Difficulties can be encountered in the diagnosis of melanoma on FNA specimens owing to variations in cytomorphologic presentation and similarities to other malignant entities such as metastatic carcinoma and sarcoma.3-5, 7-11, 19 An accurate cytodiagnosis allows for timely, appropriate staging of patients with this disease and the prompt formulation of appropriate next steps in management.6 In this regard, immunocytochemistry serves as an essential adjunct in the cytodiagnosis of melanoma. Furthermore, in this era of personalized medicine and evolving targeted chemotherapeutics, there is an increased need for molecular characterization of metastatic melanomas. Recently, this has been exemplified by the detection of activating BRAF mutations in melanoma and subsequent ongoing clinical trials attempting to exploit this molecular signature from a targeted chemotherapeutic standpoint.2, 15
Traditionally, cell blocks have represented the primary means by which additional cellular material is harvested for ancillary immunocytochemical and molecular diagnostic studies. Nonetheless, the absence of sufficient cellular material can pose a problem in the adequate workup of melanoma FNAs in some instances. The cell block cellularity is influenced by several variables including the cellularity of the lesion being targeted by FNA, the percentage tumor cellularity in the lesion being sampled, the precision in targeting the lesion in successive needle passes, effective sampling of the lesion during dedicated FNA passes for the cell block, and postprocedural handling of the needle rinse specimen. In addition, the quantity of tumor cells in the cell block, as assessed by routine H & E staining of cell block sections, is not immediately known. Dedicated passes for the cell block may increase the probability that the cell block is of adequate tumor cellularity; however, it is not possible to ensure the effectiveness of additional cell block passes at the time of the FNA procedure. Recognizing the realistic possibility that cell blocks may provide inadequate material in scenarios in which the need for ancillary studies is the greatest, the aim of this study was 2-fold: 1) to confirm that diagnostic immunocytochemical stains for S-100, HMB-45, and Mart-1 can be performed on direct aspirate smears successfully; and 2) to investigate the use of direct smears as a source of cellular material for the performance of BRAF mutational analysis.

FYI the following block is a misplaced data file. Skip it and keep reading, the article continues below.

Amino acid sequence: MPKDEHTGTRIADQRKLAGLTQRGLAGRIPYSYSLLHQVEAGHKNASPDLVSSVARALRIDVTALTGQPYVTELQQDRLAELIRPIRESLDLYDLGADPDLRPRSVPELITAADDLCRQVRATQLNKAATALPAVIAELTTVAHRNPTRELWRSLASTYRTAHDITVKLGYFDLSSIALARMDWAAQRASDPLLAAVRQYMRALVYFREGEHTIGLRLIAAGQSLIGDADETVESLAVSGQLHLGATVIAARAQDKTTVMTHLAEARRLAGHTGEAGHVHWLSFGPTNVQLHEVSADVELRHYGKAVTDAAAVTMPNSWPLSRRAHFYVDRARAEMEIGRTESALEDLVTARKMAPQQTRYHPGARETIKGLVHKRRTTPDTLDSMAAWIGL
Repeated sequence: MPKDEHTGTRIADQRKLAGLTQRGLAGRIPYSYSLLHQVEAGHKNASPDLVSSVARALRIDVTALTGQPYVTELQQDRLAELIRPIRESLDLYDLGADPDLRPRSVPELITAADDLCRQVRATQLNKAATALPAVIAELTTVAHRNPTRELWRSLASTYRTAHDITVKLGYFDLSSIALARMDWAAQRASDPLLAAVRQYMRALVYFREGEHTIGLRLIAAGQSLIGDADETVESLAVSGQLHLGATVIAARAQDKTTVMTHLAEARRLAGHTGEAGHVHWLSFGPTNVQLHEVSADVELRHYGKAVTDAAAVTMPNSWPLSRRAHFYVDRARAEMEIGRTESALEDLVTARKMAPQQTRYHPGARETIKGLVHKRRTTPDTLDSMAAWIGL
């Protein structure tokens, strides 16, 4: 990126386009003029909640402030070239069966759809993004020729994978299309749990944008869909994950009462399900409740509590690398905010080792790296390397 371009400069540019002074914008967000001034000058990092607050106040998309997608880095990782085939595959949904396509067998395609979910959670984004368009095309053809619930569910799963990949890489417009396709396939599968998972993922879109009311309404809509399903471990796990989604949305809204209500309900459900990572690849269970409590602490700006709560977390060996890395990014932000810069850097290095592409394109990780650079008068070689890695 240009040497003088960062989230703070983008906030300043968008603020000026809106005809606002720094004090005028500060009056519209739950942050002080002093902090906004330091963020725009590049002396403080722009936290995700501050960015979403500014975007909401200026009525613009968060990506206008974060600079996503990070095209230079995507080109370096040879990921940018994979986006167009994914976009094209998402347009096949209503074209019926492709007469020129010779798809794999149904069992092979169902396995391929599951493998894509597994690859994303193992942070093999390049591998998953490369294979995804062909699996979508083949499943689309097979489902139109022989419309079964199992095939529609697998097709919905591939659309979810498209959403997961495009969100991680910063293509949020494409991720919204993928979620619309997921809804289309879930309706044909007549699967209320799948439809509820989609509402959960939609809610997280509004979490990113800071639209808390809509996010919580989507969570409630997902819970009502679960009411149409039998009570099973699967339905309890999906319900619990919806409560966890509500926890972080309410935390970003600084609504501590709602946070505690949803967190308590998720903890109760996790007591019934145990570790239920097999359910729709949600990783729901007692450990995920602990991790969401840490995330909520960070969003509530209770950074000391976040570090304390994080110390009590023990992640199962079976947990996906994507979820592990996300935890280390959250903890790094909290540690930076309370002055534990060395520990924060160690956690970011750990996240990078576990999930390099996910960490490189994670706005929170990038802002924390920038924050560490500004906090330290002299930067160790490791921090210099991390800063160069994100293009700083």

With regard to the first objective, we prospectively performed immunostains for S-100, HMB-45, and Mart-1 in 17 consecutive FNAs of metastatic melanoma in which unstained, air-dried direct smears were obtained on-site for immunocytochemistry. We demonstrated that S-100 was the most sensitive marker because all 17 cases of metastatic melanoma exhibited immunopositivity of the tumor cells for this marker. This is in concordance with previous reports that describe the high sensitivity of S-100 in detecting melanoma tumor cells.11, 20 For example, Kapila et al11 examined 19 FNA cases of metastatic melanoma by S-100 immunocytochemistry and observed positivity for this marker in all cases. Nonetheless, because the specificity of S-100 for melanoma is lower compared with HMB-45 and Mart-1, and can label native lymph node elements such as sinus macrophages and dendritic cells, we also examined these latter 2 markers as well.20 We found that 81% and 88% of melanoma FNAs in our FNA cohort were positive for HMB-45 and Mart-1, respectively. These results are consistent with the findings by Zubovits et al20 that compared the relative sensitivities of these 3 markers. A few prior reports have demonstrated the utility of direct smears as a platform to perform immunocytochemical stains in the cytodiagnosis of melanoma; these studies used alcohol-fixed, Papanicolaou-stained smears that were destained before immunostaining.8, 19 However, it has been noted that false-negative results could be observed in S-100 immunocytochemistry when alcohol-fixed smears are used.13, 19 In the current study, air-dried direct smears were fixed in formalin before antigen retrieval and immunocytochemistry, thereby closely approximating the conditions of standard immunohistochemical procedures that use sections derived from formalin-fixed tissue. In 14 cases, tumor cells were present in the cell block, allowing for a comparison of immunophenotypes observed on immunostains performed using direct smears and formalin-fixed, paraffin-embedded cell block sections. Identical immunophenotypes were observed in each case, confirming that our protocol for performing immunocytochemistry on air-dried direct smears, after formalin fixation, closely approximates the conditions under which immunohistochemistry on cell block sections is performed. It is interesting to note that 1 FNA of metastatic melanoma exhibited a paucicellularity of tumor cells in a background of numerous polymorphous lymphocytes (Table 1, case 2). This scenario highlights a potential limitation of relying on cell blocks for immunocytochemical studies. Especially in this case, ensuring that the tumor cells would be adequately represented in the cell block during the on-site assessment of adequacy would be difficult, despite additional dedicated passes being performed. For this case, the immunostains for S-100, HMB-45, and Mart-1 selectively highlighted the sparsely scattered tumor cells in the background lymphoid milieu. Although not having performed S-100, HMB-45, and Mart-1 immunocytochemistry on nonmelanoma aspirates represents a limitation to the current study, our results demonstrate the diagnostic utility of performing immunocytochemistry for these 3 markers in the diagnosis of melanoma FNAs.